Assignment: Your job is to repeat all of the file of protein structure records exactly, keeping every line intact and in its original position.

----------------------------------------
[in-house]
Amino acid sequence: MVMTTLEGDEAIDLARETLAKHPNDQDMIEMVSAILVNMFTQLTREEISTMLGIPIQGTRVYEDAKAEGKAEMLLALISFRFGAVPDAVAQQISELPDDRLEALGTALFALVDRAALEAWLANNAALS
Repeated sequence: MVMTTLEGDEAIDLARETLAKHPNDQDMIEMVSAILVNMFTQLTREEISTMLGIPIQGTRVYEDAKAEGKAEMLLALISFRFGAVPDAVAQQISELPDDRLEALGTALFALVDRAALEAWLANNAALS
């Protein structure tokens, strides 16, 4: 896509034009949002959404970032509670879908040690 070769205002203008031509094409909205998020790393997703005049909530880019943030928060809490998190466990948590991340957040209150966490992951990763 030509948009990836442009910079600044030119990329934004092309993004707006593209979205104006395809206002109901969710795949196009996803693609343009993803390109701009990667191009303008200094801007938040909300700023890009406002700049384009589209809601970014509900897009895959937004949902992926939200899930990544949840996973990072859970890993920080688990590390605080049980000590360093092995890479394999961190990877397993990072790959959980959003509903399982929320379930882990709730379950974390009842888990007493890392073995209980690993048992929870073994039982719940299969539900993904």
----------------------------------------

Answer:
[in-house]
Amino acid sequence: MVMTTLEGDEAIDLARETLAKHPNDQDMIEMVSAILVNMFTQLTREEISTMLGIPIQGTRVYEDAKAEGKAEMLLALISFRFGAVPDAVAQQISELPDDRLEALGTALFALVDRAALEAWLANNAALS
Repeated sequence: MVMTTLEGDEAIDLARETLAKHPNDQDMIEMVSAILVNMFTQLTREEISTMLGIPIQGTRVYEDAKAEGKAEMLLALISFRFGAVPDAVAQQISELPDDRLEALGTALFALVDRAALEAWLANNAALS
């Protein structure tokens, strides 16, 4: 896509034009949002959404970032509670879908040690 070769205002203008031509094409909205998020790393997703005049909530880019943030928060809490998190466990948590991340957040209150966490992951990763 030509948009990836442009910079600044030119990329934004092309993004707006593209979205104006395809206002109901969710795949196009996803693609343009993803390109701009990667191009303008200094801007938040909300700023890009406002700049384009589209809601970014509900897009895959937004949902992926939200899930990544949840996973990072859970890993920080688990590390605080049980000590360093092995890479394999961190990877397993990072790959959980959003509903399982929320379930882990709730379950974390009842888990007493890392073995209980690993048992929870073994039982719940299969539900993904």